Our will contest lawyers will consult with you and get to know your unique circumstances. We can fully investigate the case to seek your desired outcomes. The attorneys at Church, Langdon, Lopp, Banet Law truly care about our clients and the difficulties a will dispute causes them. We understand how to seek your desired results and will work with you to seek the compensation you deserve.
Can You Dispute a Will?
You can dispute a will when you meet the legal requirements to do so. Contesting a will is a complex process, but one best handled with anattorney with significant probate litigation experience. To contest a testamentary document like a will, you need to be an “interested party.”
An interested party is someone who is or would be entitled to inherit from a deceased person. This could include, but is not limited to:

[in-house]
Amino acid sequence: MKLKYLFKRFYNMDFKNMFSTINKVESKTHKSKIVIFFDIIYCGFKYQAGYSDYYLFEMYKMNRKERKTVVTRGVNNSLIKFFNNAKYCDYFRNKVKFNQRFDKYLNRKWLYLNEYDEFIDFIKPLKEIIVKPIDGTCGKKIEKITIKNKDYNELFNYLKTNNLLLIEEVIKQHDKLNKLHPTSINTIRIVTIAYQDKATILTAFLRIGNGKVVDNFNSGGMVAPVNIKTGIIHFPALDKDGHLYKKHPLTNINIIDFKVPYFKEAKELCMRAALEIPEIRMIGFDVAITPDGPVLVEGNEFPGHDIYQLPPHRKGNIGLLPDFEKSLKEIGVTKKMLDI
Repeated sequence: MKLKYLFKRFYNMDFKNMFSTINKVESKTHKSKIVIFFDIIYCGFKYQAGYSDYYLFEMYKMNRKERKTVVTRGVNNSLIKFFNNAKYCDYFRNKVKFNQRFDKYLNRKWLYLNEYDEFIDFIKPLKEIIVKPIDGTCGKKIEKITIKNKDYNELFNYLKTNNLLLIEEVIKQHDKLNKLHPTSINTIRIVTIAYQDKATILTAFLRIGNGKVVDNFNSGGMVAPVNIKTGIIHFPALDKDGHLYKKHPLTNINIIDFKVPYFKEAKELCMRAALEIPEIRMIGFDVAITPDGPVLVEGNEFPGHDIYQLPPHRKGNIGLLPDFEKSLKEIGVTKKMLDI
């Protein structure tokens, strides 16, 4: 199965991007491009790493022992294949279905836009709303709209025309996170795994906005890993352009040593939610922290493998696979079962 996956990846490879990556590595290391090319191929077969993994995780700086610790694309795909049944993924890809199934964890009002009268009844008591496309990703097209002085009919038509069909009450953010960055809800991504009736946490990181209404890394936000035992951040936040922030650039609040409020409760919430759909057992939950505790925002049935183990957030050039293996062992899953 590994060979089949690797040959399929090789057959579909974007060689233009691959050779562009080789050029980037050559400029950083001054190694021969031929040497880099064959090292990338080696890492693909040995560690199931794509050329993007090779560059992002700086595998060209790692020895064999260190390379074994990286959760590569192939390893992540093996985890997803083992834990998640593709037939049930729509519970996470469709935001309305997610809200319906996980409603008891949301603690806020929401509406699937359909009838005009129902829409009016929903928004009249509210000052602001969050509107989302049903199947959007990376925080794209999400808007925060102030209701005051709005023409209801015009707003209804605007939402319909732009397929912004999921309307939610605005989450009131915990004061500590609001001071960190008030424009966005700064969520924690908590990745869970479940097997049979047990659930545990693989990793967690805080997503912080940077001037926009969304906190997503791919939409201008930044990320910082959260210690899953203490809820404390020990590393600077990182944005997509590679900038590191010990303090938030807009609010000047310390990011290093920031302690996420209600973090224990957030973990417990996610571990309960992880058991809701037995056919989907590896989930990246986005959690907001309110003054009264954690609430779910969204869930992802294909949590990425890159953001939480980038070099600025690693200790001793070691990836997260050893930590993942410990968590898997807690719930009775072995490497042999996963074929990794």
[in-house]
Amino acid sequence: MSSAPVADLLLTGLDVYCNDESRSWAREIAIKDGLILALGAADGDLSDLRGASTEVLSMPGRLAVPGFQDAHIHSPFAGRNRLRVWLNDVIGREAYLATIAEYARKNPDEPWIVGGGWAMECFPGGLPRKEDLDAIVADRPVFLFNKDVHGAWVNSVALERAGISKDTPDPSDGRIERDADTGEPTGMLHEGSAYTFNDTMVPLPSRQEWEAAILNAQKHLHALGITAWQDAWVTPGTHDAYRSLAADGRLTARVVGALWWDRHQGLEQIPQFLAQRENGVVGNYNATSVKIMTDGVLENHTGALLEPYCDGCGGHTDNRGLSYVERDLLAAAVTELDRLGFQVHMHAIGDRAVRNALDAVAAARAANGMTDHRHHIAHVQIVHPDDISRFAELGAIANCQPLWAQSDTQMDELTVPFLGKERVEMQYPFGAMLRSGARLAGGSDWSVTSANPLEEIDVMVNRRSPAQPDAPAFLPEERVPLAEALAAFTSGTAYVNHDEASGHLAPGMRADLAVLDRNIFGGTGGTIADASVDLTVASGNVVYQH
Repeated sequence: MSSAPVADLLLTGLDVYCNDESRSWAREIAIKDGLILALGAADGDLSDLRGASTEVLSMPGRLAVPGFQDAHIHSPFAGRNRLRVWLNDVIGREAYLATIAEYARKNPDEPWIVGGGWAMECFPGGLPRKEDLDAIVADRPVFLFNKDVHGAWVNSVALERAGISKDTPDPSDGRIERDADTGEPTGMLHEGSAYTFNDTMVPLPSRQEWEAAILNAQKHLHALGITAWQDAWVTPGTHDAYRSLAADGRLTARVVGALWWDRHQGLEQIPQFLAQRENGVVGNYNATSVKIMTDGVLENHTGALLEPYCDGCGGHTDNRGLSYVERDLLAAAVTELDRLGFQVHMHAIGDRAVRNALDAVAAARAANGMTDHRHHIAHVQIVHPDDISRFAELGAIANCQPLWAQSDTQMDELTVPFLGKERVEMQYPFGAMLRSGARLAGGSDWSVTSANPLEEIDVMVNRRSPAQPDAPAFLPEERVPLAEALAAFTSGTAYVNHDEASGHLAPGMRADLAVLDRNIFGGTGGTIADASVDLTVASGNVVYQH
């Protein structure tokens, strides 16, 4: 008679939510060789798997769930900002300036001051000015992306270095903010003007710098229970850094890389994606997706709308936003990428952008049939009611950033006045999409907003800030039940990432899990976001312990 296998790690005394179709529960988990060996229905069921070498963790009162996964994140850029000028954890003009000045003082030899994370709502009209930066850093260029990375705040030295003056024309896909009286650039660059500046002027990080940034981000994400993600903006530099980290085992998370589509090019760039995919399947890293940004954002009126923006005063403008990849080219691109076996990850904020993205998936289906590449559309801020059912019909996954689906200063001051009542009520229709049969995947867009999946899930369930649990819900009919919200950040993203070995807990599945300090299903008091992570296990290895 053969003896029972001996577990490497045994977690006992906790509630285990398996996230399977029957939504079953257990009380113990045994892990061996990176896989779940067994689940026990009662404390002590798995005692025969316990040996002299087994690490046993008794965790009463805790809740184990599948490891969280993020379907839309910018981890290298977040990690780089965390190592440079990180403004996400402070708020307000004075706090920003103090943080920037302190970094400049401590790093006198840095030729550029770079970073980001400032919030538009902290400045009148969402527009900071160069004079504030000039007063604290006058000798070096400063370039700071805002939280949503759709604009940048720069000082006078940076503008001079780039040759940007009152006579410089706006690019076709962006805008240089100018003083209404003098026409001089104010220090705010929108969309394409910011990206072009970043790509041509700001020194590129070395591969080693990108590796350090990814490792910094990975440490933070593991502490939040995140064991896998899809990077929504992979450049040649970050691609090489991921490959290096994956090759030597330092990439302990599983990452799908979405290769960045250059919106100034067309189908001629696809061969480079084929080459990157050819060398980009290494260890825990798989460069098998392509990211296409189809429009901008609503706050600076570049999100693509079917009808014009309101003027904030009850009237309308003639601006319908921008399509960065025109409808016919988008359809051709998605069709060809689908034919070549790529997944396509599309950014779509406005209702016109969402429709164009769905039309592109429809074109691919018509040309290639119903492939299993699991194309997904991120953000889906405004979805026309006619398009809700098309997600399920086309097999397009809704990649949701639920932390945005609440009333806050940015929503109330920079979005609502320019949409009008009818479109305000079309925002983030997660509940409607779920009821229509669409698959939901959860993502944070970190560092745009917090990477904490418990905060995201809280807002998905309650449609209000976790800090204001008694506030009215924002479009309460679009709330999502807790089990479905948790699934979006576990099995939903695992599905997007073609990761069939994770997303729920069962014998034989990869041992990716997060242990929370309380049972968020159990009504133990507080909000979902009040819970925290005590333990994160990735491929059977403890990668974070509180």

- Any person named in the will
- A relative or family member
- A person entitled to inherit had the person died without a will.
Will disputes are usually limited to these interested parties. If you are a family member of someone who passed, you are likely an interested party. However, if you are not a relative, it does not mean you may not qualify. Interested party status is almost certain if you are named in the disputed will. Let our attorneys review the will and provide guidance on how to dispute it.
What Happens If There Are Multiple Wills?
In disputed situations, it is common for there to be multiple wills. Perhaps the decedent created a new will after a previous one. There may be confusion about which one controls or whether a will was properly signed by the decedent.